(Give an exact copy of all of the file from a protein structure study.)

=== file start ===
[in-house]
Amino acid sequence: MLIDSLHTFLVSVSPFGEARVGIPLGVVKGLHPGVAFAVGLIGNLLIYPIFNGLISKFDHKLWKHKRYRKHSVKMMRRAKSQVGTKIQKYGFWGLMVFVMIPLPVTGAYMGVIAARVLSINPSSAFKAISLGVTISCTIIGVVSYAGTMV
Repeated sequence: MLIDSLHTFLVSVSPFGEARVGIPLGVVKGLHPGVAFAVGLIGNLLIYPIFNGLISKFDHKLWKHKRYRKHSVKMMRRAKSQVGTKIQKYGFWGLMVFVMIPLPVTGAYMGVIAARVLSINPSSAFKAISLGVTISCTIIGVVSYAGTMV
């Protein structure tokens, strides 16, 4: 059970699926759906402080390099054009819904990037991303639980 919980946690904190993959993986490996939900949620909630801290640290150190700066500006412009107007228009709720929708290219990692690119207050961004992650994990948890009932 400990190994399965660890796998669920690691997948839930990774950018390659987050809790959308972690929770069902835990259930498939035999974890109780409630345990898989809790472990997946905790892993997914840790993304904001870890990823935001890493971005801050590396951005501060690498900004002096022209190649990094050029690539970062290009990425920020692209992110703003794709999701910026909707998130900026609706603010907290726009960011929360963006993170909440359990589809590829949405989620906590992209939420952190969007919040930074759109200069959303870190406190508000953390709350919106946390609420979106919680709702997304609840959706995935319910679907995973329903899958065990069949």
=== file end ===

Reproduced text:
[in-house]
Amino acid sequence: MLIDSLHTFLVSVSPFGEARVGIPLGVVKGLHPGVAFAVGLIGNLLIYPIFNGLISKFDHKLWKHKRYRKHSVKMMRRAKSQVGTKIQKYGFWGLMVFVMIPLPVTGAYMGVIAARVLSINPSSAFKAISLGVTISCTIIGVVSYAGTMV
Repeated sequence: MLIDSLHTFLVSVSPFGEARVGIPLGVVKGLHPGVAFAVGLIGNLLIYPIFNGLISKFDHKLWKHKRYRKHSVKMMRRAKSQVGTKIQKYGFWGLMVFVMIPLPVTGAYMGVIAARVLSINPSSAFKAISLGVTISCTIIGVVSYAGTMV
């Protein structure tokens, strides 16, 4: 059970699926759906402080390099054009819904990037991303639980 919980946690904190993959993986490996939900949620909630801290640290150190700066500006412009107007228009709720929708290219990692690119207050961004992650994990948890009932 400990190994399965660890796998669920690691997948839930990774950018390659987050809790959308972690929770069902835990259930498939035999974890109780409630345990898989809790472990997946905790892993997914840790993304904001870890990823935001890493971005801050590396951005501060690498900004002096022209190649990094050029690539970062290009990425920020692209992110703003794709999701910026909707998130900026609706603010907290726009960011929360963006993170909440359990589809590829949405989620906590992209939420952190969007919040930074759109200069959303870190406190508000953390709350919106946390609420979106919680709702997304609840959706995935319910679907995973329903899958065990069949």